Wisconsin State Horticultural Society / The Wisconsin horticulturist
Vol. V, No. 11 (January 1901)
Spraying primulas, p. 7 PDF (240.2 KB)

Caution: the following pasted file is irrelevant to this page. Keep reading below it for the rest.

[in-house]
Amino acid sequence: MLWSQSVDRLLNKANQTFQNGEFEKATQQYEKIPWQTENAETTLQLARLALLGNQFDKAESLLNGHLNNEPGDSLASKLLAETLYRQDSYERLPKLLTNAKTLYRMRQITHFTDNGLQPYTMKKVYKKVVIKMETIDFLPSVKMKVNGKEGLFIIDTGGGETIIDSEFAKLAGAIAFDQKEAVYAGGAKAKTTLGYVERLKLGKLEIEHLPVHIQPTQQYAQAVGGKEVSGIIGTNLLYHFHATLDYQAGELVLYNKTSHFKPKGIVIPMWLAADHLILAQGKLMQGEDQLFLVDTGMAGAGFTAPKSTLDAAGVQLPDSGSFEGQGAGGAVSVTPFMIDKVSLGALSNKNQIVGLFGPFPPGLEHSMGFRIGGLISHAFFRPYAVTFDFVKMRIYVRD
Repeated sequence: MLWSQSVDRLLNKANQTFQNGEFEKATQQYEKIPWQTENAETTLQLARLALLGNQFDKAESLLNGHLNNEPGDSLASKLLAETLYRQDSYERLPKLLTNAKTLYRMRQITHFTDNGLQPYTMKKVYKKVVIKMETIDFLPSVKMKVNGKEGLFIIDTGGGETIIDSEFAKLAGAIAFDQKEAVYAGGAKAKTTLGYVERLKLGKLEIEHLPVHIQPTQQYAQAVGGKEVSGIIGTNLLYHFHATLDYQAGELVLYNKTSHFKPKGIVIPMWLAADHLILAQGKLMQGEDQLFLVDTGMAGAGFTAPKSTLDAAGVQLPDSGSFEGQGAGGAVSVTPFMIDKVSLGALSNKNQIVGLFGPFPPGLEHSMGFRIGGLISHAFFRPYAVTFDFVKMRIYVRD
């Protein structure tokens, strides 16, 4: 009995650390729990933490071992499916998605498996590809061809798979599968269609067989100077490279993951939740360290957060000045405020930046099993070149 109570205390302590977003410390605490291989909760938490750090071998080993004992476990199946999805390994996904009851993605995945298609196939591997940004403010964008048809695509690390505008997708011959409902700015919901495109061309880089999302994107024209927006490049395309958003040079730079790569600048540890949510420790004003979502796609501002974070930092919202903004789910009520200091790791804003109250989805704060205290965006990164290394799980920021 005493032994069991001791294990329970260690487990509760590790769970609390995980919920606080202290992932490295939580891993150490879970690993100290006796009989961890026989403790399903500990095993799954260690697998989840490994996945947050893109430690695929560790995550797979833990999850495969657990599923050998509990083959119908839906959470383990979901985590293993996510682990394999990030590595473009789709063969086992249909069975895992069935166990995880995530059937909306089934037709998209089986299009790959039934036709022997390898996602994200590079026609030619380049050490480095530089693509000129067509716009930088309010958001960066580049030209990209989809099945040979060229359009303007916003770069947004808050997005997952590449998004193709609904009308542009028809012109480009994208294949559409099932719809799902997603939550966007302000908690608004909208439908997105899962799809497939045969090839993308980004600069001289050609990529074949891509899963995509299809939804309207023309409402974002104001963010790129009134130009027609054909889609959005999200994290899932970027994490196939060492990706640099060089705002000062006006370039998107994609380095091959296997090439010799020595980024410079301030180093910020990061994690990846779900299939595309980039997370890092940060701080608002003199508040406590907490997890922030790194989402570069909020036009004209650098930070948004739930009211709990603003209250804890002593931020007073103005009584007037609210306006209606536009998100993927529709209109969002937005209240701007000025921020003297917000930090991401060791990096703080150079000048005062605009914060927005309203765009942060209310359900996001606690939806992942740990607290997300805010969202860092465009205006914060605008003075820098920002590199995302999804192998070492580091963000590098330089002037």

FRR WM':- 11)7 " .W 7 -_ overspread by * bluish blebag lusciout to eat from the baud when costedaud dripguS i4M dew in theearlymorn- 11g. Our gay, whistling frek,* the robin, will bear me out in this statement, for from early iorn until dusk he swings on the ender branches, w y ig the cher- ns anant on both sides of the Aedge, aid fairly gorges hiuseif with Juseberries, boldly the ground with whoever is inclined to follow his euinlei Taste the chilled fruit crushed with having y eyes ced, and you will say lackberries-' A little leson Juice added, and yqu will pronounce them delicious- The place of ai places for a Juneberry hedge is as a dividing line between lawns' Cutting the roots, in culti- vating, causes new shoots; as they do not encroach upon the sod, they all go to render the hedge line denser and more beautiful. They are easily kept down by cutting off with the hoe, at first appearance, if they spring up where they are not wantedL Care in cultivating obviates this nes cessity." SPFAYIRG NA& As to these plants not being able to endure water on the foliage, that is a delusiou, water standing in the crowns is certainly injurious to them, but s ig fuenough; to keep the leaves free from dust, on y day a$ not in a falling -It e -(isidia.bloost- y prekrably), is a bene- fit to the plants. Of two supposed evil, wetting the leaves, or leaving them dust covered, by all meaus choose the for- mer. -exchange. Bertha: "Grandma, is oor teef goot? Grandma: "No, darling; rye got nose now,uno. r y Bertha: "lThen Il give oo my wits to mind till I come back."
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